The Czech Republic's state of emergency is over, but many anti-coronavirus regulations remain in place

Many of the Czech Republic's anti-COVID-19 restrictions will stay in force for at least another week, through May 25


Written by ČTK Published on 18.05.2020 10:34:44 (updated on 18.05.2020) Reading time: 3 minutes

Prague, May 16 (CTK) – Many of the Czech anti-COVID-19 restrictions will stay in force for another week, until May 25, despite the national state of emergency ending on May 18. Instead of leaning on the crisis law, they will be transitioned to extraordinary measures from the Czech Health Ministry.

The continuing measures will restrict, for example, the operation of the indoor areas of restaurants, zoos and other facilities, as well as accommodation facilities, saunas, etc., through May 25.

The Ministry’s measures will also regulate the wearing of face masks at public places and the operation of schools, and restrict mass events, restaurant and accommodation services, which will continue through May 25 at outdoor locations, and past May 25 at indoor areas.

The Czech government declared a 30-day state of emergency over the novel coronavirus epidemic as of March 12, 14:00. Before the period expired, the government asked the Chamber of Deputies for a prolongation until May 11, but the Chamber agreed to a shorter prolongation until April 30. The government later asked for a further prolongation until May 25, but the Chamber approved it until May 17.

The state of emergency will thus have lasted just over two months, at 66 days.

Based on the crisis law, the government had originally imposed a series of measures restricting people’s free movement, closing shops and services, restricting the operation of public administrative bodies, banning cultural and sport events, and closing all types of schools.


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The government later changed the status of the restrictions, declaring them extraordinary measures from the Health Ministry based on the public health protection law. However, a court abolished some of the measures, which restricted the free movement and retail trade, as of April 27, arguing that their new status was unlawful.

The cabinet then returned the measures under the crisis law, the same as the measures concerning the closure of schools. With the state of emergency drawing nearer, however, the cabinet Monday decided to declare the persisting restrictions as the Health Ministry’s extraordinary measures based on the public health protection law.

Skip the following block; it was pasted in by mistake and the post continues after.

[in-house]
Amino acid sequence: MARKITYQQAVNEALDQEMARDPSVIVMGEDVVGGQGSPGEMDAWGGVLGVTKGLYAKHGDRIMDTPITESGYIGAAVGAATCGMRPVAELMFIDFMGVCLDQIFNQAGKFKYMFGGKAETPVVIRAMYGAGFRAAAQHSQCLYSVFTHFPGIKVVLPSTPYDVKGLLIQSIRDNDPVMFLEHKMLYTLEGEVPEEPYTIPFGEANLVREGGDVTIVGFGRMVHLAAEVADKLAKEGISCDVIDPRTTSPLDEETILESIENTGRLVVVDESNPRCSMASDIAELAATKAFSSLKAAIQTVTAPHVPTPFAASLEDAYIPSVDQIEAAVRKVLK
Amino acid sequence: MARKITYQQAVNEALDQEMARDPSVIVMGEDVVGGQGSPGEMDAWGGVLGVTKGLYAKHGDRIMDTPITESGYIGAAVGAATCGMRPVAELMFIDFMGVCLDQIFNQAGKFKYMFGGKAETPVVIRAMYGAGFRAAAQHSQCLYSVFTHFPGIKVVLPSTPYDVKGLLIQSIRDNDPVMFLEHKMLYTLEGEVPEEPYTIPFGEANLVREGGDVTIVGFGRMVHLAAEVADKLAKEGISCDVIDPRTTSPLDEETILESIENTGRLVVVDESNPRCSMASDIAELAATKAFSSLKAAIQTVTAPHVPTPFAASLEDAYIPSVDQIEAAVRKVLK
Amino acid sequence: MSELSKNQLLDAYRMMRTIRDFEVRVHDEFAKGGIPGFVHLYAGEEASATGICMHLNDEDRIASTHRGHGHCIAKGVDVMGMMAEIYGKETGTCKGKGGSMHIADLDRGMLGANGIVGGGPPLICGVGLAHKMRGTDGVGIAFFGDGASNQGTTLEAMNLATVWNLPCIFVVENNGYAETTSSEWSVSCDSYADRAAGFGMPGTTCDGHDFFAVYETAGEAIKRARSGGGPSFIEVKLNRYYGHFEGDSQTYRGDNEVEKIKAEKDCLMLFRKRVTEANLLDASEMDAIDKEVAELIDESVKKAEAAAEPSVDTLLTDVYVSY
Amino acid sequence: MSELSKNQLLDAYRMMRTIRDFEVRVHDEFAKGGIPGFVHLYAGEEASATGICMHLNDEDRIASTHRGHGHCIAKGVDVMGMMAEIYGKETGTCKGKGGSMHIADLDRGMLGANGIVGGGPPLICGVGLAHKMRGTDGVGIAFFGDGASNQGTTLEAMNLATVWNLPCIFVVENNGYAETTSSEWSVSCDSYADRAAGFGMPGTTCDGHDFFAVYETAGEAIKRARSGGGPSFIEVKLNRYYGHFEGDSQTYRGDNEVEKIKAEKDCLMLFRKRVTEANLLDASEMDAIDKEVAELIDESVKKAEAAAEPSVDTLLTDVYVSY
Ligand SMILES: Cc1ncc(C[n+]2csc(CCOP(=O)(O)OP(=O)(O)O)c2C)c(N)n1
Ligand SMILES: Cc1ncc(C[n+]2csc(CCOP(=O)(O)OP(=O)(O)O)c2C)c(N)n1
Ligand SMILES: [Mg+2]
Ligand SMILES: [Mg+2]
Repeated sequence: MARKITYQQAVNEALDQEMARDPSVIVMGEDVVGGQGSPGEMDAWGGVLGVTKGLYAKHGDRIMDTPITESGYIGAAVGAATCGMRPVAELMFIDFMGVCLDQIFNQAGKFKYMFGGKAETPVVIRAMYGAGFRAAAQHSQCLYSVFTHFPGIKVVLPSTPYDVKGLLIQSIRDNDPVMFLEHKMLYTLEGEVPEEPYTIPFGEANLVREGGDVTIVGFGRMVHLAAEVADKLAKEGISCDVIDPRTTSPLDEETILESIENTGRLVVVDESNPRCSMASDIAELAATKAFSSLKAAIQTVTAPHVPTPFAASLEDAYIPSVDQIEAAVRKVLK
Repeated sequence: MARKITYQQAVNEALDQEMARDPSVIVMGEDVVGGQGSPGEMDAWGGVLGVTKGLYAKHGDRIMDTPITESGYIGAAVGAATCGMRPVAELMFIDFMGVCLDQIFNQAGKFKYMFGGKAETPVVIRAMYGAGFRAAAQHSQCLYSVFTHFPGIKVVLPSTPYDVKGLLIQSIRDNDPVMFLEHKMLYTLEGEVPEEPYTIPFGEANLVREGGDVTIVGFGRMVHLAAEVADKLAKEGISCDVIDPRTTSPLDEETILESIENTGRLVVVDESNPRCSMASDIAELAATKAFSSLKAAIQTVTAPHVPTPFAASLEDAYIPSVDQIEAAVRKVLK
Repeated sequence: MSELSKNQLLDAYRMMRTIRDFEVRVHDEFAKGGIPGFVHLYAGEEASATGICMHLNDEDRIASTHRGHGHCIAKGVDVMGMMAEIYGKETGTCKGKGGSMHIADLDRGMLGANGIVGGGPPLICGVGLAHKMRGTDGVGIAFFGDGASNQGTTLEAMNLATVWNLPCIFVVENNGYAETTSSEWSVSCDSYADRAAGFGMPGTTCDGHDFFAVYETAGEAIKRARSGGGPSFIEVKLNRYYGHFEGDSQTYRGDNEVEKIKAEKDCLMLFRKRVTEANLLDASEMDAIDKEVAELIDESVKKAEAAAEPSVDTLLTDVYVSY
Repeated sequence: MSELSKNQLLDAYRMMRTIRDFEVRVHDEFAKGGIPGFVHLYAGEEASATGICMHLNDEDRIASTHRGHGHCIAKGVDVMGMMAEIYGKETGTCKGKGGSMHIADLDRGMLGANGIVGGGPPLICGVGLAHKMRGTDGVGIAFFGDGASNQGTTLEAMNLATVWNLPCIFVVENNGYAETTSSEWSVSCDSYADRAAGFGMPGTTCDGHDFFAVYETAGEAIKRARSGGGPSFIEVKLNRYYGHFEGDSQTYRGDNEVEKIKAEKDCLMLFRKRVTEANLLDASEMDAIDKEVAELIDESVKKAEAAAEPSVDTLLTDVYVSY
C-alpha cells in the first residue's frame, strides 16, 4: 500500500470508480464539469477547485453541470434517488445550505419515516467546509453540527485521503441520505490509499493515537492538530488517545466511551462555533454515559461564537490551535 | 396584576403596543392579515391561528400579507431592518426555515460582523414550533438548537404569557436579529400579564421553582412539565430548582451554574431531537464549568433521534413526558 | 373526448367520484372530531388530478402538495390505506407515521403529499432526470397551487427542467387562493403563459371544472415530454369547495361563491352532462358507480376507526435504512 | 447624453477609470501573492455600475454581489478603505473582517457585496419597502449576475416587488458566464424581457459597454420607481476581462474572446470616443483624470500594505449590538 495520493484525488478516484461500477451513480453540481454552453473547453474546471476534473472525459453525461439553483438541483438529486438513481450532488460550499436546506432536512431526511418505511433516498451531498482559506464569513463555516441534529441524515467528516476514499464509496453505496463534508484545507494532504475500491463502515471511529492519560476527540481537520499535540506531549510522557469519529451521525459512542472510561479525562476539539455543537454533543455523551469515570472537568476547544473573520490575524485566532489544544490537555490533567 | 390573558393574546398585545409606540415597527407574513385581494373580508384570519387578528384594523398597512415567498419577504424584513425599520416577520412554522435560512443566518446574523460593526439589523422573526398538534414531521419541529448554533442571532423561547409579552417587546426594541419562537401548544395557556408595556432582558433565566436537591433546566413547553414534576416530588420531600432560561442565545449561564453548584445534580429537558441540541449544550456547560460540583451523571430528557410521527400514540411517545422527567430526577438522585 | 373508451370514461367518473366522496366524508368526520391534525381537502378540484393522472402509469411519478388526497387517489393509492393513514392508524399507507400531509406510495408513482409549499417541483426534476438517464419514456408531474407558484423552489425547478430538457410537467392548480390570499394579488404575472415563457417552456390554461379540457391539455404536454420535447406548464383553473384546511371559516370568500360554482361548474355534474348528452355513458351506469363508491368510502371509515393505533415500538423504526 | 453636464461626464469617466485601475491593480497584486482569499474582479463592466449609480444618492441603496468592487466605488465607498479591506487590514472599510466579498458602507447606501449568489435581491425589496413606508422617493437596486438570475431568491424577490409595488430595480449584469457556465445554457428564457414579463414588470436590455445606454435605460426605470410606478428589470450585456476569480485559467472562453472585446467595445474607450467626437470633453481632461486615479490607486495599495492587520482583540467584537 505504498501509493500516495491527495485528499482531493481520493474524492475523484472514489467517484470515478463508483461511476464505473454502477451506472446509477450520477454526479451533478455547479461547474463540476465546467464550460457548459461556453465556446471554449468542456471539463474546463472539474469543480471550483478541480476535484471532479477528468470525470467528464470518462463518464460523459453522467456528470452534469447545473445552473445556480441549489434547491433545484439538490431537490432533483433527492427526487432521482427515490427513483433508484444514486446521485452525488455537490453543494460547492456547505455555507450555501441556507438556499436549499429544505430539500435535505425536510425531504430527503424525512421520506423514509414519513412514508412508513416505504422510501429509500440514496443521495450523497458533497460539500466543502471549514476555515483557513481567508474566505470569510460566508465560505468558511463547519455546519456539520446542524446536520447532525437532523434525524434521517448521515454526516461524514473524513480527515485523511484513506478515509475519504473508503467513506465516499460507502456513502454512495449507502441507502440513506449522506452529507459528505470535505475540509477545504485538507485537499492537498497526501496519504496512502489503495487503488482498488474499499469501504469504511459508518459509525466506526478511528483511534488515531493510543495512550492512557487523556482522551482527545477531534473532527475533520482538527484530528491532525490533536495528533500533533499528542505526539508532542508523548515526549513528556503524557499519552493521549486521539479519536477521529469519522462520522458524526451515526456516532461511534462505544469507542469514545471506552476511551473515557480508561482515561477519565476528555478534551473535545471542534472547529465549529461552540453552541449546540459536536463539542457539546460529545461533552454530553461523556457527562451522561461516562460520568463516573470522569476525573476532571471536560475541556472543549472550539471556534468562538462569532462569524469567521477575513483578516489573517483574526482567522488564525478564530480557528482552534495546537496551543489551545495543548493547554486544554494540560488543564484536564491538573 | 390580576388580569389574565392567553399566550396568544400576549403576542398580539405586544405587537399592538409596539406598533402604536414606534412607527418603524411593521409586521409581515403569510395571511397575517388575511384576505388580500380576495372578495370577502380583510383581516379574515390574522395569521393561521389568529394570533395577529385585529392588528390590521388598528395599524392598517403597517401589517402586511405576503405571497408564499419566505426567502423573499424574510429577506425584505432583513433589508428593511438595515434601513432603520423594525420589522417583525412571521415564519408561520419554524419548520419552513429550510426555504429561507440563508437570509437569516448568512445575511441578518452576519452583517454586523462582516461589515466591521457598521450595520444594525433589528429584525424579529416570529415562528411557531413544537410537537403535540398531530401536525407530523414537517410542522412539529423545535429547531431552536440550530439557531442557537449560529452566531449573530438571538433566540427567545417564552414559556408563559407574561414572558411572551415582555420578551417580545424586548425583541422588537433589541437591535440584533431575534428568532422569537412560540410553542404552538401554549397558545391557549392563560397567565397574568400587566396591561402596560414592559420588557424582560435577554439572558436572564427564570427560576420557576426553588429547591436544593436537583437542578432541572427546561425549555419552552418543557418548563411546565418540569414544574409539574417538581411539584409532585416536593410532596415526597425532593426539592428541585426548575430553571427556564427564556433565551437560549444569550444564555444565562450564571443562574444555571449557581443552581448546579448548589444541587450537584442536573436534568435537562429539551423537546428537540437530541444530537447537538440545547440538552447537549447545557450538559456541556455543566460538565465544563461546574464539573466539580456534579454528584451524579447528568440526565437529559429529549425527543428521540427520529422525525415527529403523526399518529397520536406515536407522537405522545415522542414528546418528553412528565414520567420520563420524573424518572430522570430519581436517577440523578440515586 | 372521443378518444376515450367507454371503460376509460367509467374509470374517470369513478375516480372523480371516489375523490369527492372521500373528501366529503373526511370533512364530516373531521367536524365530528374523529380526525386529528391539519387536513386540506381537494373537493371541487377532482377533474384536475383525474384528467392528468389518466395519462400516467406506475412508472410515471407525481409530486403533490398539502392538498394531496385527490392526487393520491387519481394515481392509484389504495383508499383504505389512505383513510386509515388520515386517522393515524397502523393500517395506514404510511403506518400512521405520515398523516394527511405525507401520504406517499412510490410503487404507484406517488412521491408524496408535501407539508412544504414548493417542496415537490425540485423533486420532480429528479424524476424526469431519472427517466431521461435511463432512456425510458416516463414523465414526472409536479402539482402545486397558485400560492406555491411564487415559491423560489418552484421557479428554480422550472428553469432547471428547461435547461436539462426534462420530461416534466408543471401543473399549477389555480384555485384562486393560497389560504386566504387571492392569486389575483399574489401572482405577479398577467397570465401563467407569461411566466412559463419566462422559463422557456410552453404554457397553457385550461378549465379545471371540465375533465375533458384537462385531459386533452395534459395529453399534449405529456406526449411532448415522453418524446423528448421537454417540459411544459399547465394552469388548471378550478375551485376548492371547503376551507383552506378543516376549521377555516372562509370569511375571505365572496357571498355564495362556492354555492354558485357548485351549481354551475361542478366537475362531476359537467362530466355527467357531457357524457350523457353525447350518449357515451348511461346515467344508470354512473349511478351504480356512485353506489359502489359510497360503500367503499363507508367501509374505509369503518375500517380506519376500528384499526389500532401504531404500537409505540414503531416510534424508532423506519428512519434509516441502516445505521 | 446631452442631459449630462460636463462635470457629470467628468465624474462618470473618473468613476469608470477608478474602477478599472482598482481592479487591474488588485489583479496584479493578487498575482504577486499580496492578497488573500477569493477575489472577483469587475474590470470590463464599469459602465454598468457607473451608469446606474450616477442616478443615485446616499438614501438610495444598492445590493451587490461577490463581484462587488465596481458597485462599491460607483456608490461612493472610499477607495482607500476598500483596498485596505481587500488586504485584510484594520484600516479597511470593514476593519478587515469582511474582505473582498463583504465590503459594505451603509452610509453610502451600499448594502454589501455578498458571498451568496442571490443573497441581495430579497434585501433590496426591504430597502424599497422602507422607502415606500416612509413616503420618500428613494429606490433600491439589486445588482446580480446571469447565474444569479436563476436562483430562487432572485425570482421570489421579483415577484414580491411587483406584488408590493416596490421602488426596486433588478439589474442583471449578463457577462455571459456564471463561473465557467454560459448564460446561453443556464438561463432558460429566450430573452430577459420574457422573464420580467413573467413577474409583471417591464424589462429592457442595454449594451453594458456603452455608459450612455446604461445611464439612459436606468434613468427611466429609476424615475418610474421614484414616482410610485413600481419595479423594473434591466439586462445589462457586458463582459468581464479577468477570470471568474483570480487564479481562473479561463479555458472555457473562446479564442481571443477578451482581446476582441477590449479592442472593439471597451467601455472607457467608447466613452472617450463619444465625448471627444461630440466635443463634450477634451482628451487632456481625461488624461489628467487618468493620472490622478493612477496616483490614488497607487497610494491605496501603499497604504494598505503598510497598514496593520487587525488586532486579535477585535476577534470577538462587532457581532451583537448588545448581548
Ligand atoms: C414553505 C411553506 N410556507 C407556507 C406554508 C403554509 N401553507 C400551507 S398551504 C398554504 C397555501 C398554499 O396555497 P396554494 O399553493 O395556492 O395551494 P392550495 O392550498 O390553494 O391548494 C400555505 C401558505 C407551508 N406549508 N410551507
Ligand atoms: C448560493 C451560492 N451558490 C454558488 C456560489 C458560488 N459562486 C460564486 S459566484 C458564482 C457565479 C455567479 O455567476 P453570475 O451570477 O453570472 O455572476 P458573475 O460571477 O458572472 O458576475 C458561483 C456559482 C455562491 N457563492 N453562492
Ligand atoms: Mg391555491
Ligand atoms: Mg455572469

Based on the crisis law, the government also banned Czech residents from traveling abroad. This restriction was lifted at end-April.

Foreigners’ entry into Czechia has also been restricted based on the crisis law; this restriction, too, will start leaning on other legislation as of Monday, May 18.

Border checks will continue until June 13, the Interior Ministry has said. When returning home, Czechs and foreign citizens with residence in the Czech Republic have to either produce a negative test for coronavirus or be quarantined for 14 days. The lifting or a prolongation of the border checks will depend on the development of the epidemiological situation and on the situation in the neighboring countries.

Epidemiologist Rastislav Madar told media on Friday that the Health Ministry’s team of experts will discuss the state approach to traveling and international trade in late May and in June.

During the state of emergency, the cabinet gradually regulated the conditions for town and regional assemblies’ meetings and also abolished the paid parking zones before reintroducing them in late April.

As of Monday, town and regional councils and assemblies will start meeting in a usual regime again, which means their opening to the public, but the Health Ministry’s sanitary measures must still be observed, such as face mask-wearing and social distancing.

In late March, the cabinet also used the crisis law to ban medical workers and the staff of the critical infrastructure enterprises from taking leave. The ban was lifted on April 9.

The state of emergency, along with the related crisis law, also enabled the government to order some firms to preferentially provide supplies to the Interior Ministry and the Health Ministry.

Furthermore, it enabled the Interior Ministry’s central purchase of medical protective equipment. The ministry bought 137 million face masks, 11 million medical protective masks, 5.5 million respirators, over two million protective suits and goggles and further millions of aids, plus one million of rapid testers. The ministry said the purchases from China were necessary in a situation where there was no protective equipment in Czechia or Europe at the beginning of the coronavirus crisis.

Most of the ordered supplies have already reached the Czech Republic, the last shipment of eight million respirators and 60 million face masks will. be brought in by train from China in early June.

Protective equipment for teaching hospitals and other state-run facilities has been secured by the Health Ministry. It says on its website that it secured 57,000 liters of disinfectants, 23 million face masks, over seven million respirators, and 6,500 protective half-masks, along with 509,000 kits for nose and mouth swab coronavirus testing.

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